If you are like me, you may have fallen for a narcissist more than once. They play to all my inner child wounds. I grew up in an emotionally distressed home, I’ve suffered multiple forms of abuse at different stages in my life – my ideals have been greatly affected. For a long time I believed that I needed to serve in order to be loved. I needed to do and give and hold everything under the sun for you to make myself worthy of your love and affection; to be seen by you. The object of my desire has always been more than willing to take everything I give without a willingness to return me to a whole state. But this is no longer the case. You are whole, regardless of the pieces you give away – that is why you are able to do so, so often. A difficult lesson I learned, after much trial and error of the heart, is that you cannot love yourself through another person. By pouring yourself into someone else, you are not coming from a place of true love, you are coming from a place of deep wounding and validation-seeking. You are stretching your arms to false gods who will never answer your prayers.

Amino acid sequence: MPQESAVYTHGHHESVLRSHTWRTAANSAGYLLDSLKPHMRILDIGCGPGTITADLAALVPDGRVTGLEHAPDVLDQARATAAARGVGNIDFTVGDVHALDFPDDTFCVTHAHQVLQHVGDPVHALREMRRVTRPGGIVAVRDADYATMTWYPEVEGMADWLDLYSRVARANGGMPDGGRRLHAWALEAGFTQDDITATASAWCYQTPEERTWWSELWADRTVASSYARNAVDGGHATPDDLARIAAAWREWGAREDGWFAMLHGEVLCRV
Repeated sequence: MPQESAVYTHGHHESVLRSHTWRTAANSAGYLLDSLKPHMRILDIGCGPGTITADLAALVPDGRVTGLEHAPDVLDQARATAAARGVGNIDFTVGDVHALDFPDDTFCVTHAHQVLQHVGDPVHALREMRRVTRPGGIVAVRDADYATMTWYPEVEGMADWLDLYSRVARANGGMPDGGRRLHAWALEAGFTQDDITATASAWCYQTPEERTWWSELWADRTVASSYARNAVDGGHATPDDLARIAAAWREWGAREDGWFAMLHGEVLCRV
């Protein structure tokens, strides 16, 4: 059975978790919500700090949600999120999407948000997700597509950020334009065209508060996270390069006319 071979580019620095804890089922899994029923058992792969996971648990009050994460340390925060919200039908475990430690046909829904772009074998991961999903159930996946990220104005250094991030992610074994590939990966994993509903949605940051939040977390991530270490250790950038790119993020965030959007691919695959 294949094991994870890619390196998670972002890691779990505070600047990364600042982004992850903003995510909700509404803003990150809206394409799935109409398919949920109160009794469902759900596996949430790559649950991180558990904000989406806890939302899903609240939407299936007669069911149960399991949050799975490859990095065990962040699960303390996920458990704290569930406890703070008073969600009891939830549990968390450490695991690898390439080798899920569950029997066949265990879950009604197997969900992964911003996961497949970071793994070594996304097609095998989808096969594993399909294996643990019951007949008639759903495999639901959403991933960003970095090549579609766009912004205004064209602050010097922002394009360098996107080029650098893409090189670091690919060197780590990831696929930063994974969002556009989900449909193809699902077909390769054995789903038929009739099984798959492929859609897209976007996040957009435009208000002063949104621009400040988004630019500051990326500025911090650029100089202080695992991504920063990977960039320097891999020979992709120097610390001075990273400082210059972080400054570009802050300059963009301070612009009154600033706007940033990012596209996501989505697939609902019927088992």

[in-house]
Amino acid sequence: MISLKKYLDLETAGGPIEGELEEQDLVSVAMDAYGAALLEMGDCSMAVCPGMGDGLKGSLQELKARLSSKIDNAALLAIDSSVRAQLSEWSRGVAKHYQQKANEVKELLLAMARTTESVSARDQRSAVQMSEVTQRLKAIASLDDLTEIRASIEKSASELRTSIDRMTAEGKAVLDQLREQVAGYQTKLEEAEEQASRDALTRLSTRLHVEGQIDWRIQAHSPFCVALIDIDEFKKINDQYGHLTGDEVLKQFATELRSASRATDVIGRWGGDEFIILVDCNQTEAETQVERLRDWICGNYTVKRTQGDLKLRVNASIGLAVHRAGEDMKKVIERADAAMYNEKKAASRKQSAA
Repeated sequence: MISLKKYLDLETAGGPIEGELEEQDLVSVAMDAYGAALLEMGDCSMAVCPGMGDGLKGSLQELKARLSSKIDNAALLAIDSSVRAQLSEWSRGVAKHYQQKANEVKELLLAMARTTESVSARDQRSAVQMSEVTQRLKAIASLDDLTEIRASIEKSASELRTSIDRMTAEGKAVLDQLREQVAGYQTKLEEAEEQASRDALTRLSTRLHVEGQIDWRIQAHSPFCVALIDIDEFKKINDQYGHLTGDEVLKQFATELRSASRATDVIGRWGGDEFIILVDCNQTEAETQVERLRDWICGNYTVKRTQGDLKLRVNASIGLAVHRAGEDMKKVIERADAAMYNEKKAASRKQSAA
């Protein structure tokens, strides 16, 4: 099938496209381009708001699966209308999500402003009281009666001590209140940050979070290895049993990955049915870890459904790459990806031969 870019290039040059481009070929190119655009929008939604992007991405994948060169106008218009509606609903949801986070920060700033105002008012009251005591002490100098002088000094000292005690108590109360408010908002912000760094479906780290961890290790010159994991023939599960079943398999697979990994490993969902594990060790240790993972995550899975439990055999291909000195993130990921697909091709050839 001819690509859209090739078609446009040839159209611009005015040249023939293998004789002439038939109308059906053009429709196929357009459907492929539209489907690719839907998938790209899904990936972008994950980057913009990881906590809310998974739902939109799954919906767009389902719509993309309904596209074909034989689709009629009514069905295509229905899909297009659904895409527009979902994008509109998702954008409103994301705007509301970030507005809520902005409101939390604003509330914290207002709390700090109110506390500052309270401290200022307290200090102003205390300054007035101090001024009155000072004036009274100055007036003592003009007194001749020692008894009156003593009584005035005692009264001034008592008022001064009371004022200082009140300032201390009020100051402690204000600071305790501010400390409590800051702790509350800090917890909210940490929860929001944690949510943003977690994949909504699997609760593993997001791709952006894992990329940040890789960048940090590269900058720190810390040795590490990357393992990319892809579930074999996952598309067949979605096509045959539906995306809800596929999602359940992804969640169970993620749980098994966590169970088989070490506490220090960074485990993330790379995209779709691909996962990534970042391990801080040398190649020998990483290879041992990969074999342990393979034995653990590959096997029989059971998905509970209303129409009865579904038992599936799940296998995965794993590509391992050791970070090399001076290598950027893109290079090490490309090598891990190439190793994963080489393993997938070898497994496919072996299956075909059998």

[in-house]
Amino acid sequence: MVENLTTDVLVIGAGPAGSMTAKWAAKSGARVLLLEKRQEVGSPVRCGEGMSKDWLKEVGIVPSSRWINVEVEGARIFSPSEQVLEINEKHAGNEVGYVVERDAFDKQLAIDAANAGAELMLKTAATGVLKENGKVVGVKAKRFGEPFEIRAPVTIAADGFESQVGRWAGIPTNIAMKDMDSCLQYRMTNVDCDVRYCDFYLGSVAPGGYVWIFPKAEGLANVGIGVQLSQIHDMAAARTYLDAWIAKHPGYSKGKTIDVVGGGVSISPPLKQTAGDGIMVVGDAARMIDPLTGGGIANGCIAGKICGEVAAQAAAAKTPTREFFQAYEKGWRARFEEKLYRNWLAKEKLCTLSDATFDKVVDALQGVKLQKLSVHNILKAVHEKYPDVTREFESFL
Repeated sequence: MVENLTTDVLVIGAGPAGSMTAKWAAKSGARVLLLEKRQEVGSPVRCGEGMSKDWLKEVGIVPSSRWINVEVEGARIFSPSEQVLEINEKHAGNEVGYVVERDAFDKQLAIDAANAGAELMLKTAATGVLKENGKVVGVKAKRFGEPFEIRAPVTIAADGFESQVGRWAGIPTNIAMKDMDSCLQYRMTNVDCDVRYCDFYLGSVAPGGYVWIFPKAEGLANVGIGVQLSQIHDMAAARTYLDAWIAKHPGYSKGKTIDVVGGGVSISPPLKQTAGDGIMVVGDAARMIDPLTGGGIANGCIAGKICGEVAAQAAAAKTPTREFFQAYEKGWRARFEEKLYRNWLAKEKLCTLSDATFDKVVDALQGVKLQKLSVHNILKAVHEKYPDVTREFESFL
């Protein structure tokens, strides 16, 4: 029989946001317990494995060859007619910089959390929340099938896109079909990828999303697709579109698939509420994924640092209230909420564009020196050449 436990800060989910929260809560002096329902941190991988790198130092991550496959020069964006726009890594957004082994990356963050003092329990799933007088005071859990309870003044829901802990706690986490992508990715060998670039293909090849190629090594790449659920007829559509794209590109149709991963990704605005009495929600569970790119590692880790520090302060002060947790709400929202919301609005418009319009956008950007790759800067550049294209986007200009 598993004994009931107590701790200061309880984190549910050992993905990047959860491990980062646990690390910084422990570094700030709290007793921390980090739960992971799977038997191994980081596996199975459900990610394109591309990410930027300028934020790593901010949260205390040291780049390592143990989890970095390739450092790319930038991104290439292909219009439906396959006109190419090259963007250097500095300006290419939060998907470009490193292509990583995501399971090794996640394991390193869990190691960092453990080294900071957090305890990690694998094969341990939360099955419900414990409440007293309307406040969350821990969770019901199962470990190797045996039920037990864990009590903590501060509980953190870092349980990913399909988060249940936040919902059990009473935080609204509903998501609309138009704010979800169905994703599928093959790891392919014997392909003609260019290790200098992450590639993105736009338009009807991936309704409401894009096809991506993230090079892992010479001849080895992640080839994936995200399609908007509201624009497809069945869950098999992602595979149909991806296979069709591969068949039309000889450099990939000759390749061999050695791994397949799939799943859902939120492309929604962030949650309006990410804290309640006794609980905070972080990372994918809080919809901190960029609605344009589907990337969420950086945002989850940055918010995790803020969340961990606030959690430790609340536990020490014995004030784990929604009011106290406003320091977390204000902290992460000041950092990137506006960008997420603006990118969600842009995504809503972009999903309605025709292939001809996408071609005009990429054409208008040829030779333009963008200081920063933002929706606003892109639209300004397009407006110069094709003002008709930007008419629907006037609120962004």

Leaving these people is never easy – you’ve wrapped your arms around what you believe are now your dreams and thrown yourself off the tallest cliff you could find. All you wanted was someone to catch you, but darling, they cannot fly. My love always said exactly what he was supposed to when I was on the edge. He always found a way to pull me back to him, and I was forever his prize. Narcissists only seek to be admired by obedient disciples, they are not looking for partners, regardless of what they say. The truth will always be in their actions – look here for the proof you keep running from. You will never be the exception to their actions, you will never be the deviation from their path of destruction. After I finally had enough of the hurt, the pushing, the pulling, the cold, the rage, my narcissist kept reaching out to me. He always wanted to know he could drag a reaction from my insides. Every time I asked him to respect my boundaries, he never did, so why would he start now? It was months of him reaching out to me, then ignoring me. Him lashing out on me, texting me calling me names and telling me to go fuck myself because he saw me having brunch with an old friend that knows his friends. He was embarrassed and it was my fault, as always. The saga finally ended with him sending me emails and waving at me on Facebook – his last resorts since I blocked his number.